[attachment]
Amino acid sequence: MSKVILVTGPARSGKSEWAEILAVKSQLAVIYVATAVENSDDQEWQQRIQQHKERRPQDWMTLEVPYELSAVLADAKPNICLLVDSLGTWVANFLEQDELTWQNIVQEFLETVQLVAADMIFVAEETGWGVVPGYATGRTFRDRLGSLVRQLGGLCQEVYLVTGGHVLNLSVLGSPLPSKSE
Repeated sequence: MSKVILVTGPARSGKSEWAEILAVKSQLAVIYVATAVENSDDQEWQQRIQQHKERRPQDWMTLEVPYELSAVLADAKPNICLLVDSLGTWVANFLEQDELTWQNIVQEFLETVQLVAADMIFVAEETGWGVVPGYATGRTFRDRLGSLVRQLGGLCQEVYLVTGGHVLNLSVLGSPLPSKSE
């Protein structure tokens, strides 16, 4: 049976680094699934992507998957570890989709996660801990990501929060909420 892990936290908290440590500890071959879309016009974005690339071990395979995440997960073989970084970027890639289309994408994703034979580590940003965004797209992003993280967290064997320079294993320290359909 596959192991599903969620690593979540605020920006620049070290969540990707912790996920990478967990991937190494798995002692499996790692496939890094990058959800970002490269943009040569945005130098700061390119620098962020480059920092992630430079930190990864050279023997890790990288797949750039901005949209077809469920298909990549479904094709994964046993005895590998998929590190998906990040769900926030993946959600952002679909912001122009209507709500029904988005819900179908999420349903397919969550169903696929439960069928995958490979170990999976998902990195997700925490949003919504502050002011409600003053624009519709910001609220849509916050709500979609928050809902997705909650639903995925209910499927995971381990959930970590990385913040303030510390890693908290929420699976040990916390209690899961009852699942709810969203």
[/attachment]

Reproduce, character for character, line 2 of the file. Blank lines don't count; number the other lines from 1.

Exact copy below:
Repeated sequence: MSKVILVTGPARSGKSEWAEILAVKSQLAVIYVATAVENSDDQEWQQRIQQHKERRPQDWMTLEVPYELSAVLADAKPNICLLVDSLGTWVANFLEQDELTWQNIVQEFLETVQLVAADMIFVAEETGWGVVPGYATGRTFRDRLGSLVRQLGGLCQEVYLVTGGHVLNLSVLGSPLPSKSE